July 1, 2009


The latest update from Arnon Mantver, Director of JDC-Israel

Shalom all,

As the new Israeli government settles in, we continue to strengthen our partnerships with the relevant Ministers, Directors-General, and top senior staff of the Ministries of Welfare, Education, Labor and Industry, Health, Immigration and of course -- the Finance Ministry. Nor are we overlooking the Mayors, who are critical to implementation on the local level of national programs formulated with the Ministries. Finally, we continue to cultivate the business leadership in Israel – individual and corporate – who can provide professional and financial support to JDC programs. I'm pleased to share with you some recent developments related to our ongoing collaboration with Israel's top leadership:

A New Partnership with the Ministry of Education
Last week we had an excellent meeting with the new Director-General of the Education Ministry, Shimson Shoshani, who is returning to this position and is widely considered to have been one of the most effective leaders of the Ministry. The Ministry is seeking JDC's assistance in expanding programs for Ethiopian students and will be joining JDC in a major new initiative to attract and place top-notch teachers to Israel's periphery to raise the level of academic achievement in the countries outlying and poorest towns. The impetus for this program came from JDC Board members -- specifically the Strategic Visioning Committee -- which recommended that JDC-Israel "have an impact on the quality of education for the most vulnerable". Even during these difficult times of budget cuts – or perhaps especially during these times – JDC-Israel must be open to entering into new partnerships in order to maintain its' role as an innovator and developer of new social services. Happily, the 25% funding which JDC is required to put into the partnership in order to leverage 75% from the Government, is being provided by a private Israeli foundation.

Reaching the Clients in the Field: Netivot and Ofakim as an Example
This week the management team of JDC-Israel visited a number of JDC-Israel programs in Netivot and Ofakim, two of the Negev's poorest cities. In both cities, the Mayors detailed the impact which JDC programs are having on the vulnerable citizens in their cities – poor and frail elderly; immigrants who are struggling to integrate into Israeli society; Haredim, immigrants and veteran Israelis who have never succeeded in entering the workforce; families of young children and youth that are at risk of falling apart. In Ofakim we also met with leaders of the Haredi "Beit Yaakov" school system for girls, who are introducing vocational training into their seminaries (high school and post-high school frameworks) so that women graduates can be ready to enter the workforce with marketable skills and provide financial support for one of the poorest sectors within Israel society. These forays into the field are critical for JDC-Israel staff to assess how the decisions taken by us and our partners on the national level are applied on the local level, touching the lives of the people we aim to help.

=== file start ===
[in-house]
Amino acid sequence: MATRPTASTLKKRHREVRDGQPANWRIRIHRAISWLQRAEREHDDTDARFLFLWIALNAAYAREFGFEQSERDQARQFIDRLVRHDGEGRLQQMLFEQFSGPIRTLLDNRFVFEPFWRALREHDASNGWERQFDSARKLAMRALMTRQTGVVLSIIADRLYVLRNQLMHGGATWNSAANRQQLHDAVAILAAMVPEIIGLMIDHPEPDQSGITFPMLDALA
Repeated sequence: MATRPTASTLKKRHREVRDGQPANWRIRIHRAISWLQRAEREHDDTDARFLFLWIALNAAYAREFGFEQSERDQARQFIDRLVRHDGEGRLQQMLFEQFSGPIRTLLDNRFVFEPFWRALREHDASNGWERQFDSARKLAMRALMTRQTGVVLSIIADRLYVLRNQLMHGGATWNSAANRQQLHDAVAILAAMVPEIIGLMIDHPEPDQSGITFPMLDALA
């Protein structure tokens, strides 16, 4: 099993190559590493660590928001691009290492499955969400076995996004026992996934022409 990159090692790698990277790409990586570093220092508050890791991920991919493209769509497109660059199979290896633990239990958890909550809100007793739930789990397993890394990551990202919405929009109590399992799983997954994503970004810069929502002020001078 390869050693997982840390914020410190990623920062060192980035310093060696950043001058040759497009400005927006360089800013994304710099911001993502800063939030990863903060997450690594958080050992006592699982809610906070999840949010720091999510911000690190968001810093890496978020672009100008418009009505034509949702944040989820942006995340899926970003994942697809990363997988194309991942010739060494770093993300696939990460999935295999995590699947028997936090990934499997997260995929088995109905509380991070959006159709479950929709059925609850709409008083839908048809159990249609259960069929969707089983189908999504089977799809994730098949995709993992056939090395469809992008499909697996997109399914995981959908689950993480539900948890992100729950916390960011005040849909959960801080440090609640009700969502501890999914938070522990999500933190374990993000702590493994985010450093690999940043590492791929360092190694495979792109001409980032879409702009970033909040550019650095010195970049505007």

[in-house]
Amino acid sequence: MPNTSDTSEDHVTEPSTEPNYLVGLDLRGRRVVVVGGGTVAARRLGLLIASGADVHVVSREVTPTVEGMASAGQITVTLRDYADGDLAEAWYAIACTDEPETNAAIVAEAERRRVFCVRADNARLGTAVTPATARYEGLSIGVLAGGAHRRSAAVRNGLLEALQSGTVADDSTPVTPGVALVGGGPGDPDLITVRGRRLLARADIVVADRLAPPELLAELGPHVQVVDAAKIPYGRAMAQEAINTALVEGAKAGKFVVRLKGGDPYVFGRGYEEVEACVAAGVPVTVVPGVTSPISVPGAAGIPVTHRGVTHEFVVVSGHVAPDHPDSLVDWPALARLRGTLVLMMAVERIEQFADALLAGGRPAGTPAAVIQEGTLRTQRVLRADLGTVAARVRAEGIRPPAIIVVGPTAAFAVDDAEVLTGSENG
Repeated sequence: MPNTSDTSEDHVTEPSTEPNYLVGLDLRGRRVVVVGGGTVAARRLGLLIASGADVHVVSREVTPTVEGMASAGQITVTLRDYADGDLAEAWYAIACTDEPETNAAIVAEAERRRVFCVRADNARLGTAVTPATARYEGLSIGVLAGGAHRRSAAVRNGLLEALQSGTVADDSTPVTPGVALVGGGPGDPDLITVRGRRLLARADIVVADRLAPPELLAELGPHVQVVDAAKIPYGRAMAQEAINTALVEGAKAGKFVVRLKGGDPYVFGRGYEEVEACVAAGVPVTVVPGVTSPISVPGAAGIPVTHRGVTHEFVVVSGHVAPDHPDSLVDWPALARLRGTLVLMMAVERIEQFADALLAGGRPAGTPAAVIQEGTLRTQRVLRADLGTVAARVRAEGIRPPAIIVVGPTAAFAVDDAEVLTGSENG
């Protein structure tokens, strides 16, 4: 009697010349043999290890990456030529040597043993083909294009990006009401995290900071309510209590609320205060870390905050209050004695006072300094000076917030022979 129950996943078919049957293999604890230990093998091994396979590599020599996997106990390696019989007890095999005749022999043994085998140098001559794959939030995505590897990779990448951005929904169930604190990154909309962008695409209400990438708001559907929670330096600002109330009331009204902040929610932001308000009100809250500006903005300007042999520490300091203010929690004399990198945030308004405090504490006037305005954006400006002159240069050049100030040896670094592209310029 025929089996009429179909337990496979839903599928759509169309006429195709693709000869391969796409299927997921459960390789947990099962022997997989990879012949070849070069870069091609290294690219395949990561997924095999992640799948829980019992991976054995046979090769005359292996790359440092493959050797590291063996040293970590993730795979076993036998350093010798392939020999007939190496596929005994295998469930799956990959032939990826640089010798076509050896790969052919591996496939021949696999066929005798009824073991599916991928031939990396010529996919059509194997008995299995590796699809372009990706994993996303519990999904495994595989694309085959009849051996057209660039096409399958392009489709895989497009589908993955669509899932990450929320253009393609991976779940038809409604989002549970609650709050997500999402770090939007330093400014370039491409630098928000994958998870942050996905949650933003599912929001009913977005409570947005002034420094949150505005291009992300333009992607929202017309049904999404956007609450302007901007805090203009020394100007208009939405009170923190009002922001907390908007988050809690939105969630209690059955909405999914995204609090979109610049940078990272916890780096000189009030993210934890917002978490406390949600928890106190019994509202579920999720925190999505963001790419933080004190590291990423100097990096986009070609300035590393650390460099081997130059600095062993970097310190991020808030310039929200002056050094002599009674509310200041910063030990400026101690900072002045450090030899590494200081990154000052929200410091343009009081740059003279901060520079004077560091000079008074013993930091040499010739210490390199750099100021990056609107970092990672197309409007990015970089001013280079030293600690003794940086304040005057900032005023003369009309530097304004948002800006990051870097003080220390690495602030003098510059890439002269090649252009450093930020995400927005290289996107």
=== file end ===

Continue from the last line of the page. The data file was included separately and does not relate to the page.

Collaborating with Corporate Israel and a U.S. NGO to help Youth at Risk
The NFTE program was established in Israel by Ashalim, NFTE U.S.A., the First International Bank of Israel and MATAN- your way to give, to help youth who have dropped out of school to put their street smarts to work in the world of business. This month marks the third annual NFTE competition during which three groups of youth at risk who have been chosen as finalists, present their business idea and plan to a panel of top Israeli businesspeople. This year's business ideas include an ergonomically balanced tray for servers; a "smart" shopping cart that locates and prices food items in the supermarket; and a chip, which can be installed in a car's steering system to monitor reckless driving. Since inception of Ashalim programs to promote entrepreneurship 2,500 at-risk youth in over 40 locations have acquired skills which enable them to move with confidence in the business world.

Youths Give back to Society
When the AMEN program was first introduced, the rate of youth volunteerism in Israel was a lowly 9% but newly released statistics show that in a number of AMEN cities the rate has risen dramatically. Eight AMEN cities report that over 40% of their teens now volunteer on a regular basis. The intensity of these volunteer resources was brought home to me when I read about President Obama's Serve America Act, as it is clear that the future of social cohesion in communities around the world rests in no small part on people's willingness to voluntarily help others on an ongoing basis. Unfortunately we had to terminate support to five AMEN cities as part of 2009 cutbacks which translates into hundreds of youngsters who won't be enjoying a satisfying and ongoing volunteer experience but we hope to re-visit these cities if and when the financial situation allows.

Regards from Jerusalem,


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